Over the past few weeks, I discussed different types of toe and foot fractures. My name is Dr. Andrew Schneider, and I'm a podiatrist in Houston, Texas. The treatment for a broken foot varies depending on the type and severity of the fracture.
When you break your toe, it can end up one of two ways - displaced or non-displaced. A non-displaced fracture is treated in a very straightforward way. We don't cast a broken toe. I recommend using a buddy splint. That's when you tape the broken toe to the toe next to it. This will stabilize the fracture as it heals. You'll often be able to wear your regular shoes. Sometimes, I may recommend that you wear a surgical shoe for additional support.
If the fracture is displaced, I'll numb the toe and apply traction to realign the fractured bones. Once realigned, I'll then have use a buddy splint as it heals. On the rare circumstance where I'm unable to reduce the fracture with manipulation, we'll need to correct it surgically. Again, this is very rare for broken toes.
Treatment for a stress fracture is more involved. Although a stress fracture starts as a non-displaced, hairline fracture, it can worsen and become displaced if the stress on the bone isn't removed. That's why no matter where you find the stress fracture, you'll be immobilized.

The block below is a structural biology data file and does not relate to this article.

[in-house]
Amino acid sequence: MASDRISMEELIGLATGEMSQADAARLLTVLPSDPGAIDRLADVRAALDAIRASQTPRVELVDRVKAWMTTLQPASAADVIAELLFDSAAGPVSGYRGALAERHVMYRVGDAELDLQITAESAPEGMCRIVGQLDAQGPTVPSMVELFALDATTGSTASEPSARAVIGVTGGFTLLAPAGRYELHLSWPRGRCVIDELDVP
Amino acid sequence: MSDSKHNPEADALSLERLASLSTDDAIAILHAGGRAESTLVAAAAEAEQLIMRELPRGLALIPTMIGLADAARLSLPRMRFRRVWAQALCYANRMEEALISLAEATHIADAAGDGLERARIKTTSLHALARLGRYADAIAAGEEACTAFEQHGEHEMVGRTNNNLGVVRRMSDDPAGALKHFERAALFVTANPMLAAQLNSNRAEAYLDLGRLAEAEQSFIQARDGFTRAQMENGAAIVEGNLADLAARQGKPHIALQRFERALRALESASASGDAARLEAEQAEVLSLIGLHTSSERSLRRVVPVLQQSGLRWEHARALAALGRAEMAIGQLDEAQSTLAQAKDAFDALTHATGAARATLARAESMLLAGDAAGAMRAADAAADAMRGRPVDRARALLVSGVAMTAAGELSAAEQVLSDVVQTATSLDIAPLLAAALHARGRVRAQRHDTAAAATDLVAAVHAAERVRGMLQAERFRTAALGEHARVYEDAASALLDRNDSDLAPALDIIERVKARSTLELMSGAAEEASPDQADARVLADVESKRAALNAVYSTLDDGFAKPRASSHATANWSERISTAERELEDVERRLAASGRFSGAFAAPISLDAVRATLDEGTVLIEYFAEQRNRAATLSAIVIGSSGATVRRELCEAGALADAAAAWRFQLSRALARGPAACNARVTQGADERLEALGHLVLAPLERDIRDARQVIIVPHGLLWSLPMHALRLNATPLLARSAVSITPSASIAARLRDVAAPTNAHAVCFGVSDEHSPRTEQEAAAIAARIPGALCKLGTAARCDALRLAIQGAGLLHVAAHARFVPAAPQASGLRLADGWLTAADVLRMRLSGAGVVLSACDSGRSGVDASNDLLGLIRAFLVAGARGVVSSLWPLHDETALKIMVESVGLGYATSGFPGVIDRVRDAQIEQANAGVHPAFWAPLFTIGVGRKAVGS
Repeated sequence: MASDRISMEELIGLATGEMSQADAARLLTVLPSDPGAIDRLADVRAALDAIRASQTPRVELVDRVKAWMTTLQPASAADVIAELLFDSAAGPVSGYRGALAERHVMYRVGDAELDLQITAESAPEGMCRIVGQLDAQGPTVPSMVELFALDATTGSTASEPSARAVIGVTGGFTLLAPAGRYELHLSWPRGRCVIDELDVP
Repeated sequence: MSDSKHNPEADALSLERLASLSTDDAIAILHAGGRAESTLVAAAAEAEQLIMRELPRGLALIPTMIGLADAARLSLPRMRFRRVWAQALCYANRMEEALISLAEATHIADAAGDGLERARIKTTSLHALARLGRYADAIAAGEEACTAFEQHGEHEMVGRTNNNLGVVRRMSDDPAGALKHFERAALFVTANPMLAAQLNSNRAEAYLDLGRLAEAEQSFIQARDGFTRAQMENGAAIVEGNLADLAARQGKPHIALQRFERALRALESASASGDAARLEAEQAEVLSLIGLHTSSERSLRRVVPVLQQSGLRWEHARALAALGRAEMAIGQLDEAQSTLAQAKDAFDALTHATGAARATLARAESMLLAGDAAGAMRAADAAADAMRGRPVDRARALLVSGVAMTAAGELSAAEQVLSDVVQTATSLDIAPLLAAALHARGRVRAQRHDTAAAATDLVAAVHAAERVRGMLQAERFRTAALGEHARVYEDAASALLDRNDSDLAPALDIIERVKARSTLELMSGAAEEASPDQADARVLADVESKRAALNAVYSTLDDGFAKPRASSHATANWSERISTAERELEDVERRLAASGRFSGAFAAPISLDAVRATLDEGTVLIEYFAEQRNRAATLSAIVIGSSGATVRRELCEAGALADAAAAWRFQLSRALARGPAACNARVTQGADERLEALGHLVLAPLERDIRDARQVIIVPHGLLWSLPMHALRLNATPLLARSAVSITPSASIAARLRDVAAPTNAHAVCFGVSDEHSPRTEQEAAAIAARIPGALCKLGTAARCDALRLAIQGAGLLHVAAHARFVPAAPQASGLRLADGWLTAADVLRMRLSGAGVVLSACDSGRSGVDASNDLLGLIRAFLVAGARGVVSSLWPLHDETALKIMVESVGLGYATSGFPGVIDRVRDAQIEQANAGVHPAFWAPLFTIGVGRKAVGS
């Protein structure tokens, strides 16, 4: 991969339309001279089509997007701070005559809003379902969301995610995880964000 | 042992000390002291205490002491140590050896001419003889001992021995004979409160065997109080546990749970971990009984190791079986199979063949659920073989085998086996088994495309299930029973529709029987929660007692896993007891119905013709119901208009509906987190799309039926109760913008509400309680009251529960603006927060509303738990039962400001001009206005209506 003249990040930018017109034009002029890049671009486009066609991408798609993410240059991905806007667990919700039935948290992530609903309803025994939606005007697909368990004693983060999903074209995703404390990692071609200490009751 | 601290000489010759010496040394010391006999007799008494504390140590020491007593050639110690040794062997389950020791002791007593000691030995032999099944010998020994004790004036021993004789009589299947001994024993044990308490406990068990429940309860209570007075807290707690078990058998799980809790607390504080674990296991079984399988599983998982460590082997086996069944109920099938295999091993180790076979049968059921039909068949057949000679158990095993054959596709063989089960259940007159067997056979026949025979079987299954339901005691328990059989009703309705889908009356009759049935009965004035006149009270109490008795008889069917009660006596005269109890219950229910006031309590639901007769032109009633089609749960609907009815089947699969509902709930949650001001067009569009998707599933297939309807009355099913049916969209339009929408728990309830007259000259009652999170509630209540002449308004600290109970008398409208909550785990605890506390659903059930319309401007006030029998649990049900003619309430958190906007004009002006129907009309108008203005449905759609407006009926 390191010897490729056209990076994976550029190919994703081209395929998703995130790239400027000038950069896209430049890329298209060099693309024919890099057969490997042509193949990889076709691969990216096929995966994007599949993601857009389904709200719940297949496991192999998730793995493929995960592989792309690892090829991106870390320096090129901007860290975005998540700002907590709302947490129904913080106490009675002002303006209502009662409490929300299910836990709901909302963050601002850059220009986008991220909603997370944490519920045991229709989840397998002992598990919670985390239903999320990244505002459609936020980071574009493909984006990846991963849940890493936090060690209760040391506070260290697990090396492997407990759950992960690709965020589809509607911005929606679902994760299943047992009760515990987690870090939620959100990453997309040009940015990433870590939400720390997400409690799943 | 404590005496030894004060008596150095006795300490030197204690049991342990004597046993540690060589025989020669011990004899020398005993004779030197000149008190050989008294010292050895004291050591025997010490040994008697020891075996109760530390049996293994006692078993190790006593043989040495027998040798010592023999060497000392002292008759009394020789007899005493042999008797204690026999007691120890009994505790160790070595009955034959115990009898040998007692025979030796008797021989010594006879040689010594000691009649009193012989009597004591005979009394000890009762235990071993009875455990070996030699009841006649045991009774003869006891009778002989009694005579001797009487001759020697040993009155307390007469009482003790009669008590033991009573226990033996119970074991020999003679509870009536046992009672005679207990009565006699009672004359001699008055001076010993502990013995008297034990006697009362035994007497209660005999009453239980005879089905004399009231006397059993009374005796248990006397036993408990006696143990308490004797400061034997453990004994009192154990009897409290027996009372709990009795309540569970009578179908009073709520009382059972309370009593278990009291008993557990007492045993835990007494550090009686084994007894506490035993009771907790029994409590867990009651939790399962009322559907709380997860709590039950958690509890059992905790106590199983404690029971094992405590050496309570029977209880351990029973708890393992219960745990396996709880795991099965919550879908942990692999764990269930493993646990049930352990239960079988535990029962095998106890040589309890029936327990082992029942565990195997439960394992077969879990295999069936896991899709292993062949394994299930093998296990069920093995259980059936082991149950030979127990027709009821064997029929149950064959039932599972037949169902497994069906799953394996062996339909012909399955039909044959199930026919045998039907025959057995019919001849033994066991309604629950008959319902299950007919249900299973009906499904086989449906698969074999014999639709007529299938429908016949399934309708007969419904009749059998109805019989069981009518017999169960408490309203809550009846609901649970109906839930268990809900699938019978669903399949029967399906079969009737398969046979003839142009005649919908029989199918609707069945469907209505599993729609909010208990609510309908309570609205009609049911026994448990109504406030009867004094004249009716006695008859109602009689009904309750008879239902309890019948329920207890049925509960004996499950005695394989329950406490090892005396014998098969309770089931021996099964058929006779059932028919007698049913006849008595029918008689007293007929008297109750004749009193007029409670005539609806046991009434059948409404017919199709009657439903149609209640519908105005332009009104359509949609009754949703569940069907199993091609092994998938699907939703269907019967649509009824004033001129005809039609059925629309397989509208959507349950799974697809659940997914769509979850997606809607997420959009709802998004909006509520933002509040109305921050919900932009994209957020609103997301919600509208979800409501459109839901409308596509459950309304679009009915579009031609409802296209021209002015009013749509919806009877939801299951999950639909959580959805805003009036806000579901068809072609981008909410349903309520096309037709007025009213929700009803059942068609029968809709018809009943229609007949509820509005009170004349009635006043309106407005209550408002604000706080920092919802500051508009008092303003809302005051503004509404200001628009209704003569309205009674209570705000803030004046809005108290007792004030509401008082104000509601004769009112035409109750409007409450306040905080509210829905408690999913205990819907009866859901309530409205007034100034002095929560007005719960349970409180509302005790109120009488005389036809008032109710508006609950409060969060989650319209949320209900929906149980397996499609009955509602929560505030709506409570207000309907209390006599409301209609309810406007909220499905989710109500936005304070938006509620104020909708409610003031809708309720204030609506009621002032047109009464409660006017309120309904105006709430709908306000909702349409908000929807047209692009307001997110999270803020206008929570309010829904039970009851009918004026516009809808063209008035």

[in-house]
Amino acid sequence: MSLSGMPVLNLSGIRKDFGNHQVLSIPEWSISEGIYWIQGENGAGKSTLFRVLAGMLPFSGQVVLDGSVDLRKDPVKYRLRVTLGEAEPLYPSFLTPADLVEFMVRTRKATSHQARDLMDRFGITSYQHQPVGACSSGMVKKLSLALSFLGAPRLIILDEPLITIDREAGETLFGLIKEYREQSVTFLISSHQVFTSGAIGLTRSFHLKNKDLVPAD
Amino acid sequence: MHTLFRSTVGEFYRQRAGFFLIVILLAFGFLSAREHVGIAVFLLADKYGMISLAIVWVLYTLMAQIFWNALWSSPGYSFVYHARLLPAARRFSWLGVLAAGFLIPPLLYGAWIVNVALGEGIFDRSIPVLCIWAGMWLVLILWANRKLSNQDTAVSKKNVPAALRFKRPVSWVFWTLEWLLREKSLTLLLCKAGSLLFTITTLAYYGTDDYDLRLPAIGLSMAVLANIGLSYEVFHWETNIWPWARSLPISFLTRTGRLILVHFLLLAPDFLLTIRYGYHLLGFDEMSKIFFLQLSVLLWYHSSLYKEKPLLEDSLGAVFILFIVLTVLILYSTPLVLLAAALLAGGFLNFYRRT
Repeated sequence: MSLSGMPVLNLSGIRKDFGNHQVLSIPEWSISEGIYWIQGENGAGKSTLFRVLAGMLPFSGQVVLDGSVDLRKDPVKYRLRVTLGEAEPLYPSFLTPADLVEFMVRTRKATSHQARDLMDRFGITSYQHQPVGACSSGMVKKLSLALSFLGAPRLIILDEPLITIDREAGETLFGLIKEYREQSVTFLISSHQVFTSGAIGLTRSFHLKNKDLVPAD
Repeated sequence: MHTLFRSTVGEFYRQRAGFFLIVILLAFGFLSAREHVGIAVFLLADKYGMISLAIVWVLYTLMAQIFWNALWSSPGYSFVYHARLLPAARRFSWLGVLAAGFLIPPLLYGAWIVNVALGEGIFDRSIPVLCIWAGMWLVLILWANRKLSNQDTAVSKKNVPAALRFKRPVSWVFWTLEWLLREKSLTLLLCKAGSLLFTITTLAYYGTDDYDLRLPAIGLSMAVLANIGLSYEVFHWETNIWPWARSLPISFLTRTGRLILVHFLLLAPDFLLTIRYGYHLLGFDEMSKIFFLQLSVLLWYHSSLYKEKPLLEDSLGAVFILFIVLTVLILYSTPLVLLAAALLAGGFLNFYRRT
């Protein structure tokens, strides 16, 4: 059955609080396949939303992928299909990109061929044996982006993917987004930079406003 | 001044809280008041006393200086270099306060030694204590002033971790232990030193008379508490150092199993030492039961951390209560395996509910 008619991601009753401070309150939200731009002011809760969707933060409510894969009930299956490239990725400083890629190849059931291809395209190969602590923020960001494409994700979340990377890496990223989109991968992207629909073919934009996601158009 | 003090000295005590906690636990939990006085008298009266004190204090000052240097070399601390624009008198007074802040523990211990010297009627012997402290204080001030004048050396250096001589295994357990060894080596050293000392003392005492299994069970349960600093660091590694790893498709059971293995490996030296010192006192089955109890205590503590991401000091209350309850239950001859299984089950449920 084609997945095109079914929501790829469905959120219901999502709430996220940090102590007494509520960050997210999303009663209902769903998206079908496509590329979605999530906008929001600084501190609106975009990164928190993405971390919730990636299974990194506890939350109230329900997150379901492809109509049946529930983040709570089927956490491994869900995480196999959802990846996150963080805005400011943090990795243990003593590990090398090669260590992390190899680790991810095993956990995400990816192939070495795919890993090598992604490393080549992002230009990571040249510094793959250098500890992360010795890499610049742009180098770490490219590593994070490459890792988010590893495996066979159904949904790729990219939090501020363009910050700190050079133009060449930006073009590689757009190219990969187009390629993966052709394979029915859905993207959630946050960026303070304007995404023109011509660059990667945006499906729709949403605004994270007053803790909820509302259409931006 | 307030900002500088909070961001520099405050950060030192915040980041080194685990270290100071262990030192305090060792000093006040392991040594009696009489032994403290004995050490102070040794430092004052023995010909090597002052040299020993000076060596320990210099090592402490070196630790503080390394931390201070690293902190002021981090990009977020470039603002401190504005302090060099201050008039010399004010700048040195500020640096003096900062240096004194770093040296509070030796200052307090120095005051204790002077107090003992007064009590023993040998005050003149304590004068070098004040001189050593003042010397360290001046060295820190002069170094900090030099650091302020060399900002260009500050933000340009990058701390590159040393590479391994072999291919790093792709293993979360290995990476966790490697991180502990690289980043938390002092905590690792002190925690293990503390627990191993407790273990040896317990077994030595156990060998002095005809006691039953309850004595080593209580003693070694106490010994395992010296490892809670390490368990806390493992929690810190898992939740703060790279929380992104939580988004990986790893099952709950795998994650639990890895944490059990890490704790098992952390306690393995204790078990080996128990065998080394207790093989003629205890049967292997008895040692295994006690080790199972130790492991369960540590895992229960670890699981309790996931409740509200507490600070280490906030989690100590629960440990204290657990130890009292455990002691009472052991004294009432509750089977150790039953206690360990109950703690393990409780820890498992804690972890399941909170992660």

Immobilization is usually accomplished by wearing a fracture boot. You may be able to walk while wearing the boot. If the fracture appears to be less stable, I'll have you stay non-weightbearing on crutches or a knee scooter. You will typically be immobilized for six to eight weeks. You'll be back to regular shoes at that point. At 12 weeks, you should be released for full exercise and activity.
When treating a traumatic and displaced fracture, surgical reduction is necessary in most cases. After the surgery, you'll be in a cast, splint, or fracture boot. Depending on the stability of the fracture, I'll start you weightbearing as it becomes appropriate. You'll be immobilized for six to eight weeks after the surgery. In general, you'll be back to wearing shoes at that point and back to full activity at about 12 weeks after the surgery.
No matter how the fracture is treated, there are times when the ends just don't heal back together. This is a condition known as a non-union. While these cases are rare, they do happen. In these cases, I'll order a device called the bone growth stimulator. A bone stimulator is a device that's placed over the fracture. The device forms an electromagnetic field around the fractured bone. This stimulates new bone growth and promotes the bone to heal completely with full strength. Bone stimulators are safe and effective. If your fracture is taking longer to heal than you would expect it to, ask about using a bone stimulator.
The most important thing to remember is that fractures can become worse, especially if they're not treated early. Waiting only makes the fracture more complicated to treat and, ultimately will extend your recovery. So don't wait to get that X-ray!